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Furry, Feathered or Friendly

Published September 2023 | In Fall 2023

Monument Health physicians share the stories behind their unique pets.

Furry, Feathered or Friendly Media

People love their pets, and with good reason — research indicates that pets can improve our lives. Some studies have shown that our furry friends can decrease stress, improve mental health and help children with emotional and social skills. Not to mention, being responsible for another living creature teaches kids the importance of responsibility.

Pets offer unconditional love and provide companionship to those who care for them. Choosing to have a family dog, a lovable lizard or even an army of sea monkeys may bring a little extra work, but the rewards are well worth it.

Leslie Van Dyne, M.D., Trauma Surgeon

Boomer is a rescue from Columbus, Ohio and he just celebrated his ninth birthday on Labor Day. About five years ago he lost both of his eyes after contracting a fungal infection. He gets around just fine though. The setback didn’t slow him down at all! He is thriving in South Dakota and loves getting out and about. Boomer is one lucky pup, when he isn’t begging for — and getting ­— treats, he loves lounging on his couch, going for walks and ear scratches. We were lucky enough to have Boomer join my now husband and I as the flower dog in our wedding. He is a natural in the spotlight and it made a magical day even more memorable.

Peter Ostler, M.D., Faculty Physician, Family Medicine Residency Clinic

I have six parrots: one Black-Capped Caique named Frida, one Sun Conure named Vincent, two Green-Cheeked Conures named Jacques and Rembrandt and two Lovebirds, Mater and Fezzik.

Frida is the largest and by far my favorite. Her black cap makes it look like she has a unibrow and reminds us of the famous painter she is named after. She loves to play and is a clown — because she loves to play, she also loves to explore different people. She is typically very gentle, but she has a very strong beak. If she is not happy with what you are doing she can take a wicked bite out of your finger.

Our Sun Conure is named after Vincent van Gogh because his colors are very similar to the colors used in the famous Sunflowers paintings. He loves my wife the most and will call out to her from our aviary in the morning as soon as he hears her voice. He is also very special to us because although he was bred in captivity, his species is endangered and there are an estimated 1,000-2,500 mature individuals left in the wild. They are very popular in captivity and as such there is a robust population left in the world.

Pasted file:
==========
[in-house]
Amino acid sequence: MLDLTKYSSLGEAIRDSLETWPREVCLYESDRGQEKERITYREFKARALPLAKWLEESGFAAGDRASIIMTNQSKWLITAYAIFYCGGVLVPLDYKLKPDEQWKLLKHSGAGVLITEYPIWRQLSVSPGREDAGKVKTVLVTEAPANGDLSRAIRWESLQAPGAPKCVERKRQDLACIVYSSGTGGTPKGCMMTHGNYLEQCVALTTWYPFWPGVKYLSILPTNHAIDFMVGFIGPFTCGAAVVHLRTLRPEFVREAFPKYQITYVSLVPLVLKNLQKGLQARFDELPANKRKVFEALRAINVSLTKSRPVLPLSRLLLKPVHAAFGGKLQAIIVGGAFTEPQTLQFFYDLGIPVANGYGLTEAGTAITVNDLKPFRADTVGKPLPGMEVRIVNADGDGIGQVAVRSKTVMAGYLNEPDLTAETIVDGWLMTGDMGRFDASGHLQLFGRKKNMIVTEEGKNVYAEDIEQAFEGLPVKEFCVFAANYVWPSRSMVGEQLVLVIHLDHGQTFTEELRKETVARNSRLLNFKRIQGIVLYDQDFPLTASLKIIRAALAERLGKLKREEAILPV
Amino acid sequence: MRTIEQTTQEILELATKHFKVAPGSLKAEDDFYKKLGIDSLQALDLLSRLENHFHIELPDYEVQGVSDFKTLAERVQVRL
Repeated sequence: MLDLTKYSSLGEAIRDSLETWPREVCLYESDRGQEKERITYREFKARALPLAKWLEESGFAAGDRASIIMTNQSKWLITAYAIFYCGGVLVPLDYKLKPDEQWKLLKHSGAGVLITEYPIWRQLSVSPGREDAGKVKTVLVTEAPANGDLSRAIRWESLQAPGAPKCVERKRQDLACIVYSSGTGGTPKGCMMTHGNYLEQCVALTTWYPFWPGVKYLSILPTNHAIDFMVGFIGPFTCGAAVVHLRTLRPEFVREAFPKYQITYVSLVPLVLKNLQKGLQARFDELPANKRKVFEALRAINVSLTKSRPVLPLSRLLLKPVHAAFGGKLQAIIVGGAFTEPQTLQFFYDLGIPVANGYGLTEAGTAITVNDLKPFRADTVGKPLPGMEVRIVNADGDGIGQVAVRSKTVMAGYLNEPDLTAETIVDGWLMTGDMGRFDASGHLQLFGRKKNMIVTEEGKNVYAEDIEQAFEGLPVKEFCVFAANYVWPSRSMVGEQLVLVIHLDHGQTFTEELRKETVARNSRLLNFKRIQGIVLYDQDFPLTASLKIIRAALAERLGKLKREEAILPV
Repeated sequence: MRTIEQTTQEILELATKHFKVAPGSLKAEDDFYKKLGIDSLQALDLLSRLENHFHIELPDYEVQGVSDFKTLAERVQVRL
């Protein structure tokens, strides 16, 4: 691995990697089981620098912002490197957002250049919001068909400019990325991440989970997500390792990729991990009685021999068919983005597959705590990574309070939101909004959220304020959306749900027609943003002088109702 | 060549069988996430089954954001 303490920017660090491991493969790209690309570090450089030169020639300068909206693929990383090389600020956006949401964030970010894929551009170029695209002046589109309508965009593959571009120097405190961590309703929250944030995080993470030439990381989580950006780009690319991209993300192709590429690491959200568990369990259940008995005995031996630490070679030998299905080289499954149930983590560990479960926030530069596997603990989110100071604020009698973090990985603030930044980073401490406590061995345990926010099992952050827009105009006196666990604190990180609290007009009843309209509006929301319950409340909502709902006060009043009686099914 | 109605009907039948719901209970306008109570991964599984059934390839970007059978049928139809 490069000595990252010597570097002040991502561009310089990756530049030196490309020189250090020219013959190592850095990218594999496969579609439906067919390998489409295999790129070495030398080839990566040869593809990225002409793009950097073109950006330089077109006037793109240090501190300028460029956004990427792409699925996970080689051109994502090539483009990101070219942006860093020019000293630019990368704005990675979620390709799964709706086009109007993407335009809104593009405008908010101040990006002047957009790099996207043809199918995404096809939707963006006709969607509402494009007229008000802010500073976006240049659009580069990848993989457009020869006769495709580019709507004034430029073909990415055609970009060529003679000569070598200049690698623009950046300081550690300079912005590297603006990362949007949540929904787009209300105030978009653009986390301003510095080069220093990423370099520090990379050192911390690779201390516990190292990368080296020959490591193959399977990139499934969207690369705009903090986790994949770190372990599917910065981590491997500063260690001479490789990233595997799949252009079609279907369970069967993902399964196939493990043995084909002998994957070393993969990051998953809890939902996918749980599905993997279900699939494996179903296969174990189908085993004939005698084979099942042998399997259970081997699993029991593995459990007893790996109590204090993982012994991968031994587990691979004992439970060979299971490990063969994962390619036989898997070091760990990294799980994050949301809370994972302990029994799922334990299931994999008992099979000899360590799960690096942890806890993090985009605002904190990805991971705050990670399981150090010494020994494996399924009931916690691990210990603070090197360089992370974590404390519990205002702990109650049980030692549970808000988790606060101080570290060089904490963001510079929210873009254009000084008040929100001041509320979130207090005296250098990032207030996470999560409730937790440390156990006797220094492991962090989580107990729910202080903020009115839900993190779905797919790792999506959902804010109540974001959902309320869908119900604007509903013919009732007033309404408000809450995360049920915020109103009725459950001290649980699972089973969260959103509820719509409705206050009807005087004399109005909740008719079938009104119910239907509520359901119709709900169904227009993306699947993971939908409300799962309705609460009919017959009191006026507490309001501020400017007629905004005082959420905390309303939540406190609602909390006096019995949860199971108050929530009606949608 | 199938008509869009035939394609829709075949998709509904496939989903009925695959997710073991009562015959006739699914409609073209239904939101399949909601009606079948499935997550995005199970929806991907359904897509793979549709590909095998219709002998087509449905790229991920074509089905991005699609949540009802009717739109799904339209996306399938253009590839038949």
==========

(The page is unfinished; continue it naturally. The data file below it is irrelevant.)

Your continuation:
Our Lutino Lovebird, Fezzik, is a strange one in that no matter the photo, his colors are so vibrant that it makes him look like he is photoshopped into the photo. His best friend is one of our Green-Cheeked conures named Jacques, and when out of their cages, they are never far apart.

Ryan Gianatasio, M.D., Interventional Neurologist

I love introducing people to Gus, our bearded dragon! This guy is about three years old but only joined our family a little over a year ago. We adopted him from another family who could no longer care for him.

Since then, he has gotten a lot bigger and has become just another member of the crew. He enjoys being with, on and around people and hanging out. For him, hanging out is just as comfortable on your shoulder as in his tank. His favorite foods are arugula, raspberries and mealworms. For the most part he’s pretty chill, but he definitely does not like baths in the sink.

Joy Falkenburg, M.D., Family Medicine

I have many animals at my farm, from domestic to livestock. It was hard to pick which ones to highlight.

The duck is Auggie. His mother abandoned the nest before he hatched and my daughter brought him in as he was breaking through the shell. She kept him under a light until he hatched and then he imprinted on us. We often use duck eggs in our baking as the slightly higher cholesterol levels make them nice for cooking.

The llamas are a mom and daughter pair that we received as a gift. They came to my farm after a patient was moving into town and couldn’t bring them in from her country farm. She wanted them to have a good life, and we benefit by having them protect our farm from coyotes and predators. We also have alpacas; they are smaller and produce fiber for gloves and hats.

Finally, this piglet belongs to my Mangalitsa pig, Natasha. She’s on her third set of piglets. My kids and I have farrowed the piglets together. We raise them for mmeat and they’re sold locally at The Shed at Dakota Greens-Custer Greenhouses and Nursery. When Natasha doesn’t produce enough milk, my husband helps bottle feed the piglets and even reads books to the mom when she’s heavily pregnant.